Planning Commission Seeks More Answers About Proposed Building

After nearly five hours of presentations, public comments and discussion regarding a proposed development at 600 Foothill Blvd., the La Cañada Flintridge Planning Commission decided last week to put off deliberation on the matter until July 29.
The panel asked questions for its staff and the applicants, Garret Weyand and Alexandra Hack of 600 Foothill Owner LP, to follow up on next month on issues ranging from parking spaces to subleases of units.
Emily Stadnicki, LCF’s principal planner, said it is standard practice for the commission to shelve an item and continue discussion at a later date. The presentation and lengthy public comment portion extended the June 24 virtual meeting late into the night.
“I think with a project this big, it’s anticipated,” Stadnicki told the Outlook Valley Sun on Wednesday. “A lot of people wanted to speak. This is normal procedure.”
She gave a presentation informing commissioners and stakeholders of the proposed three-story, mixed-use structure that would include 47 active senior housing units, 12 non-serviced hotel units, 7,600 square feet of office uses and one level of underground parking containing 107 spaces.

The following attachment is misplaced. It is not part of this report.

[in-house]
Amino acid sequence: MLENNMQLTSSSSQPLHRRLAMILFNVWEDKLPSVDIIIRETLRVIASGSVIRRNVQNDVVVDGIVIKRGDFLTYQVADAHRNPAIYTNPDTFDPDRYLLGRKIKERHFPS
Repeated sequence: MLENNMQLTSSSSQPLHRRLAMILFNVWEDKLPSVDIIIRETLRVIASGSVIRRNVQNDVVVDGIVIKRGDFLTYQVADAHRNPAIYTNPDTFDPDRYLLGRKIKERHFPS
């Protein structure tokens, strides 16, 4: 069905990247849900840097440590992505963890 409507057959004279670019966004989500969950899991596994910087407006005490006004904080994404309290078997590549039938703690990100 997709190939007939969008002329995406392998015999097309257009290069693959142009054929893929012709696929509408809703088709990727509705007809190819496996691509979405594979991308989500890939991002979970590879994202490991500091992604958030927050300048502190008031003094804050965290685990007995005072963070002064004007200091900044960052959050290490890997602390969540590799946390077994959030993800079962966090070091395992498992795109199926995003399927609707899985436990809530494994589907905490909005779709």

Such a structure could help the city accommodate the Regional Housing Needs Assessment, a process involving the California Department of Housing and Community Development that projects how many dwellings are needed in the state. LCF is expected to show that it can provide 612 units, and the city staff recommends that the Planning Commission approve a conditional use permit for the project, a tree removal permit and a vesting tentative tract map for subdividing the 77,310-square-foot mixed-use development into 49 parcels for condominium purposes on the 1.29-acre property on Foothill. The staff also recommends that the panel adopt a mitigated negative declaration.
It further urges that the panel move forward with recommending that the City Council approve an amendment to the General Plan that incorporates a new mixed-use 3 designation into the Downtown Village Specific Plan that would set a density range of 20-30 dwelling units per acre.
“The city has determined that the project does address a substantial public need and is generally consistent with the city’s housing element and wider planning goals,” the staff said. “It is staff’s opinion that adopting an MU-3 designation with a density of 20-30 units per acre on this property is supported by facts and permissible.”